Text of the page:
That advantage may soon dissipate as Apple’s more broadly popular devices march toward Defense Department security certification, which may come as early as this month, military officials said.
Tablet computers are being tested across all military branches, according to interviews conducted by Bloomberg Government since May 17. The services pay $500 to $600 per tablet, less than half the cost of laptops that are “ruggedized,” or enhanced with a shell and toughened to withstand harsh environments. Tablets also may replace paper manuals, maps, biometric devices and some communications tools.
The U.S. Army is leaning toward the PlayBook because RIM “addressed security concerns from the get-go,” said Lieutenant Colonel Matthew Dosmann, who oversees mobile device pilot- testing for the Army’s cybersecurity division. Security remains an issue for Apple and may hold back wider use of iPads, he said.
Apple, Dell Inc. (DELL), RIM and other tablet makers are vying to tap the military market for computers, laptops and servers worth $2.9 billion in the government’s 2010 fiscal year. Of that amount, spending on enhanced laptops was $33 million. The department spent $37 million on tablets in the same fiscal year, according to Bloomberg data.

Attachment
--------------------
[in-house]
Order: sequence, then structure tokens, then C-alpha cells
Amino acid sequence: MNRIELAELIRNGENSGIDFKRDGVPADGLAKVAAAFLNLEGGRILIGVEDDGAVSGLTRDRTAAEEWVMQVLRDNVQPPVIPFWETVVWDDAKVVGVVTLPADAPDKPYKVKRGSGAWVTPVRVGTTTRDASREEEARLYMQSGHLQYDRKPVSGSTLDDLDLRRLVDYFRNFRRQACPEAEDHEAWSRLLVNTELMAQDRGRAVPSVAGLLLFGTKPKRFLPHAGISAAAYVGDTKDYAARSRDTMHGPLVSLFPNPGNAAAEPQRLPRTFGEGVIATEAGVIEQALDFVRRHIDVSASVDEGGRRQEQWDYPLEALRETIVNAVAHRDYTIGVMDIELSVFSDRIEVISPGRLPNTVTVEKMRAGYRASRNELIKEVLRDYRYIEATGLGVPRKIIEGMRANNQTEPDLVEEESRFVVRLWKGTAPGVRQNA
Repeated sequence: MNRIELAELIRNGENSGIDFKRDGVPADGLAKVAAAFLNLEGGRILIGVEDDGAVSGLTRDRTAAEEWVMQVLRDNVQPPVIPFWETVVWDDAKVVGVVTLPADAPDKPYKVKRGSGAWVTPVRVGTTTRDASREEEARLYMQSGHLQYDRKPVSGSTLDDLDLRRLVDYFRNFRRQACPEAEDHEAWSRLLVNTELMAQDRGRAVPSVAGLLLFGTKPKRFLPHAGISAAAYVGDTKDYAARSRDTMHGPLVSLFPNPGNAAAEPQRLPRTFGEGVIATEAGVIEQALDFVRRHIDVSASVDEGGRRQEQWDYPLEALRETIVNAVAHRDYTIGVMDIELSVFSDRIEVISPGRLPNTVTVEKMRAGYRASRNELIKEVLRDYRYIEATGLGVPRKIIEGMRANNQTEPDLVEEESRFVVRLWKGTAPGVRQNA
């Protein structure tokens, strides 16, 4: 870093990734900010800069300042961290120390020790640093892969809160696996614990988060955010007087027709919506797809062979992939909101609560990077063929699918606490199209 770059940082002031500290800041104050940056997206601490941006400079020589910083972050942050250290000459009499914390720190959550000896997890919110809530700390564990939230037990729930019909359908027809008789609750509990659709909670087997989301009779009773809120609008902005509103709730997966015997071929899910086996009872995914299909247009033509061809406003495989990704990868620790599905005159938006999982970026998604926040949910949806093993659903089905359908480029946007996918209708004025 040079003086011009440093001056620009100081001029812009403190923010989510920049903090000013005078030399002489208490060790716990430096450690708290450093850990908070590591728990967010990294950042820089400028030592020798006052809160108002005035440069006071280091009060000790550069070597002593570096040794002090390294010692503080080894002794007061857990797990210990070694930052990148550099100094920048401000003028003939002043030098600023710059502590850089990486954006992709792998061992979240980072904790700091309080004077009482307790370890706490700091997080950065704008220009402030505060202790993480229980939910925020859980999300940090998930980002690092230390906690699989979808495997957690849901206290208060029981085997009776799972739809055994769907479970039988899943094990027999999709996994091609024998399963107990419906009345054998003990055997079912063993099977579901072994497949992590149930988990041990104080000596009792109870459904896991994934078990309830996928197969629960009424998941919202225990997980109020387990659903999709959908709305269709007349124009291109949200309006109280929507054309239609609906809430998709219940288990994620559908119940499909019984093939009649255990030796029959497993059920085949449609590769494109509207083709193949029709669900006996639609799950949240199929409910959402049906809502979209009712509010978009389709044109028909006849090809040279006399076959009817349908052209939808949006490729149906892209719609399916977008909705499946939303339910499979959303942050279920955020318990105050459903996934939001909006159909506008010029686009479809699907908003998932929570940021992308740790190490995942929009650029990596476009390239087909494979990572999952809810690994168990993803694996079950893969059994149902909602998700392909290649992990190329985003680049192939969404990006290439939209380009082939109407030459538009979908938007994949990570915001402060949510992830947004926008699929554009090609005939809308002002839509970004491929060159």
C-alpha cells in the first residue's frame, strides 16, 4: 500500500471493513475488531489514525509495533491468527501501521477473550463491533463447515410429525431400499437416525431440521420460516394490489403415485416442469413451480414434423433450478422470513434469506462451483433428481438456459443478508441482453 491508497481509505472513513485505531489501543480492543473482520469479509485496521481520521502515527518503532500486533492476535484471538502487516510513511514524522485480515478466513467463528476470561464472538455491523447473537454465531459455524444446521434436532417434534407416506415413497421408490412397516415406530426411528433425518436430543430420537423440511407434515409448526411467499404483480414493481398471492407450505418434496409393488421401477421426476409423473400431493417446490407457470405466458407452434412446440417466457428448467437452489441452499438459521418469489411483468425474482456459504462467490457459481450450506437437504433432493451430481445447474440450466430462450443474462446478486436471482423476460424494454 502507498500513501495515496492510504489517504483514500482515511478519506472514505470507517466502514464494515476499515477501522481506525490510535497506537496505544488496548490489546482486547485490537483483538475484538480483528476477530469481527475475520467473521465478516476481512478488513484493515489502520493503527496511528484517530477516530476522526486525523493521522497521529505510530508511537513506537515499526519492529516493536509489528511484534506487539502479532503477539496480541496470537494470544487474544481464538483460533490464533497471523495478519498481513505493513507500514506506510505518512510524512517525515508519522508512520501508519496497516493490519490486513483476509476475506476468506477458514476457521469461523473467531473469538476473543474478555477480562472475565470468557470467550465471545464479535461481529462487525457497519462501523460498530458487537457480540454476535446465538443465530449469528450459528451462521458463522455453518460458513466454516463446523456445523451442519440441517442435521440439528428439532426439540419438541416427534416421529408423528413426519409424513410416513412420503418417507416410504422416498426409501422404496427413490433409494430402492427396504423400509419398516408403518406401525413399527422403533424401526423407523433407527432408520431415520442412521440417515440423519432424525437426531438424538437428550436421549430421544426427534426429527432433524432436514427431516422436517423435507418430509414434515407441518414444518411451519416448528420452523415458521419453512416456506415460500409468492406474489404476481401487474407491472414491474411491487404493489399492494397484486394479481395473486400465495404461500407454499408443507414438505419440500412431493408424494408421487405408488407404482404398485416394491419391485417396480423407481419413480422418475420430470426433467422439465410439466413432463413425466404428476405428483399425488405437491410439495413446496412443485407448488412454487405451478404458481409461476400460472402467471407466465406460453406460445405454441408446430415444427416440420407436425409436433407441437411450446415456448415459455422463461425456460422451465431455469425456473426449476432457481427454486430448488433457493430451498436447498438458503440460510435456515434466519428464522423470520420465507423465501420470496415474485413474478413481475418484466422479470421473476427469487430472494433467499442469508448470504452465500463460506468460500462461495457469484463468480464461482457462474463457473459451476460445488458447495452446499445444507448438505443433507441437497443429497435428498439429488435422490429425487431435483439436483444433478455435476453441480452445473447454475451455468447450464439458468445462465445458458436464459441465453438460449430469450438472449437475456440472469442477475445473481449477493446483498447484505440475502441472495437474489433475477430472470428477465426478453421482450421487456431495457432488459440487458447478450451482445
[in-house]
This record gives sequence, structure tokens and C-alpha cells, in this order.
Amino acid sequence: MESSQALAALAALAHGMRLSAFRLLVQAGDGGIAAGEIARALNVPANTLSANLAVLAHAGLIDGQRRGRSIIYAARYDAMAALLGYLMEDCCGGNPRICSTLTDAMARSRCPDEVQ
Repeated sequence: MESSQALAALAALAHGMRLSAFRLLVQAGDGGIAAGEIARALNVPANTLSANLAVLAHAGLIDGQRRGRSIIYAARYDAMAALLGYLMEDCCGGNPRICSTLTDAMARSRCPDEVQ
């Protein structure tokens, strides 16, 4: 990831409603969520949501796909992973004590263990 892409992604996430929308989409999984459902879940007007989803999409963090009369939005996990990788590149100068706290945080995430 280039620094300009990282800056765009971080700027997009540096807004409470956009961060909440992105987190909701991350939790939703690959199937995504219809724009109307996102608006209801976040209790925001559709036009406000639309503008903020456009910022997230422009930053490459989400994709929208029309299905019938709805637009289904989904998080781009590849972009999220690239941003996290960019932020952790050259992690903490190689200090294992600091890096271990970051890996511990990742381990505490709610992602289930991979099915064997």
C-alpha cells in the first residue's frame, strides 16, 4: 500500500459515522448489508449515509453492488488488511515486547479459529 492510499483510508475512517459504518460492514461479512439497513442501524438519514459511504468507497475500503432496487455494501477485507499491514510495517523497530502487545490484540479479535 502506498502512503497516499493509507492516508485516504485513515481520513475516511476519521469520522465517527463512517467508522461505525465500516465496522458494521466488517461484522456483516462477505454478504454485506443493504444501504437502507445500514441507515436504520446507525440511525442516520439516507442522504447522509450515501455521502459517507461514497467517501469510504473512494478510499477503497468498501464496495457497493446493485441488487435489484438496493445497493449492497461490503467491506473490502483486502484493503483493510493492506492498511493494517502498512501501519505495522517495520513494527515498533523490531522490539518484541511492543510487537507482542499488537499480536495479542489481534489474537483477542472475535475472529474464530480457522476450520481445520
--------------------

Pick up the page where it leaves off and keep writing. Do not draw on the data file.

Tablets are a “disruptive technology” that can replace heavier and more expensive equipment, Dosmann said. “As an infantry soldier, the last thing I want is something more to carry.”
To secure the devices so they can only be accessed using the common access card carried by all military service members and Defense employees, the services must install additional software or hardware, Gary Winkler, the Army’s former program executive officer for enterprise information systems, said in a June 20 telephone interview. Winkler oversaw about $4 billion, or 56 percent, of the Army’s information-technology budget.
“It’s very tough to drive the manufacturers to make the tablets and the devices with the embedded security that only the Defense Department needs or only parts of the federal government needs because the market just isn’t big enough,” said Winkler, who now heads Fairfax, Virginia-based Cyber Solutions and Services Inc., a government consulting and contracts support company.